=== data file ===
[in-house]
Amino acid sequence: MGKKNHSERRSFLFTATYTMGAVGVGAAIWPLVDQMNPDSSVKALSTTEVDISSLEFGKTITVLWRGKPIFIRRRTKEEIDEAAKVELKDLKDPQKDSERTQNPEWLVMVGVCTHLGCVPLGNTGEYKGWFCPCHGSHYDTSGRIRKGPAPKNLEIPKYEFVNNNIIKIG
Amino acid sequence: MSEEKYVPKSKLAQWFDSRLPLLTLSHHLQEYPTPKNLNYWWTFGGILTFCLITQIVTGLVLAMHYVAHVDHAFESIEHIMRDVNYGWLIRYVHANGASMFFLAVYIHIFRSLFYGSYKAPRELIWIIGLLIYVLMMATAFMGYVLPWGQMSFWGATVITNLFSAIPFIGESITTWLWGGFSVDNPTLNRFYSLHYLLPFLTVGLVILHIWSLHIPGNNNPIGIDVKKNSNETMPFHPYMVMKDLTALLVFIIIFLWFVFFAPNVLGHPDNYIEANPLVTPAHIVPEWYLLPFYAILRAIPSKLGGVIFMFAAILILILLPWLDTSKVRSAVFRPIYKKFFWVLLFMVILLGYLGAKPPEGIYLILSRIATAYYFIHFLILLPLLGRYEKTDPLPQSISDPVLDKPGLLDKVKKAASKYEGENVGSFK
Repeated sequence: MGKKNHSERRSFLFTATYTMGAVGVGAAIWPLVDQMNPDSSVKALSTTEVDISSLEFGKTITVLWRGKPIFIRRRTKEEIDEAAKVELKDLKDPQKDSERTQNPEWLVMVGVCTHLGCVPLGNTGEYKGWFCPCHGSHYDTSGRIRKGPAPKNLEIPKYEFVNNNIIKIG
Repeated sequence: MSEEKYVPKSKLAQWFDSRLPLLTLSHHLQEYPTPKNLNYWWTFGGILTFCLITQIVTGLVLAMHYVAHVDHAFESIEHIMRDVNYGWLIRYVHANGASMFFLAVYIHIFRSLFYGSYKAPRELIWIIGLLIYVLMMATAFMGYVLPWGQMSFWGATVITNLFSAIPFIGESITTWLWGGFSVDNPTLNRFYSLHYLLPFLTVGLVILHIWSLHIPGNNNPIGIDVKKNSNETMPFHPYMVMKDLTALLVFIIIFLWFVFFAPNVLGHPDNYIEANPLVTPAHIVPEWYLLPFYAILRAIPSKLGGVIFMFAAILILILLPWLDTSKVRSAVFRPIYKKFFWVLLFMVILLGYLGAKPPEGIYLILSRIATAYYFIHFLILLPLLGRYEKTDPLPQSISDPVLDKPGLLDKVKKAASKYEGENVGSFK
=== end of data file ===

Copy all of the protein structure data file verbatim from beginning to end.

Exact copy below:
[in-house]
Amino acid sequence: MGKKNHSERRSFLFTATYTMGAVGVGAAIWPLVDQMNPDSSVKALSTTEVDISSLEFGKTITVLWRGKPIFIRRRTKEEIDEAAKVELKDLKDPQKDSERTQNPEWLVMVGVCTHLGCVPLGNTGEYKGWFCPCHGSHYDTSGRIRKGPAPKNLEIPKYEFVNNNIIKIG
Amino acid sequence: MSEEKYVPKSKLAQWFDSRLPLLTLSHHLQEYPTPKNLNYWWTFGGILTFCLITQIVTGLVLAMHYVAHVDHAFESIEHIMRDVNYGWLIRYVHANGASMFFLAVYIHIFRSLFYGSYKAPRELIWIIGLLIYVLMMATAFMGYVLPWGQMSFWGATVITNLFSAIPFIGESITTWLWGGFSVDNPTLNRFYSLHYLLPFLTVGLVILHIWSLHIPGNNNPIGIDVKKNSNETMPFHPYMVMKDLTALLVFIIIFLWFVFFAPNVLGHPDNYIEANPLVTPAHIVPEWYLLPFYAILRAIPSKLGGVIFMFAAILILILLPWLDTSKVRSAVFRPIYKKFFWVLLFMVILLGYLGAKPPEGIYLILSRIATAYYFIHFLILLPLLGRYEKTDPLPQSISDPVLDKPGLLDKVKKAASKYEGENVGSFK
Repeated sequence: MGKKNHSERRSFLFTATYTMGAVGVGAAIWPLVDQMNPDSSVKALSTTEVDISSLEFGKTITVLWRGKPIFIRRRTKEEIDEAAKVELKDLKDPQKDSERTQNPEWLVMVGVCTHLGCVPLGNTGEYKGWFCPCHGSHYDTSGRIRKGPAPKNLEIPKYEFVNNNIIKIG
Repeated sequence: MSEEKYVPKSKLAQWFDSRLPLLTLSHHLQEYPTPKNLNYWWTFGGILTFCLITQIVTGLVLAMHYVAHVDHAFESIEHIMRDVNYGWLIRYVHANGASMFFLAVYIHIFRSLFYGSYKAPRELIWIIGLLIYVLMMATAFMGYVLPWGQMSFWGATVITNLFSAIPFIGESITTWLWGGFSVDNPTLNRFYSLHYLLPFLTVGLVILHIWSLHIPGNNNPIGIDVKKNSNETMPFHPYMVMKDLTALLVFIIIFLWFVFFAPNVLGHPDNYIEANPLVTPAHIVPEWYLLPFYAILRAIPSKLGGVIFMFAAILILILLPWLDTSKVRSAVFRPIYKKFFWVLLFMVILLGYLGAKPPEGIYLILSRIATAYYFIHFLILLPLLGRYEKTDPLPQSISDPVLDKPGLLDKVKKAASKYEGENVGSFK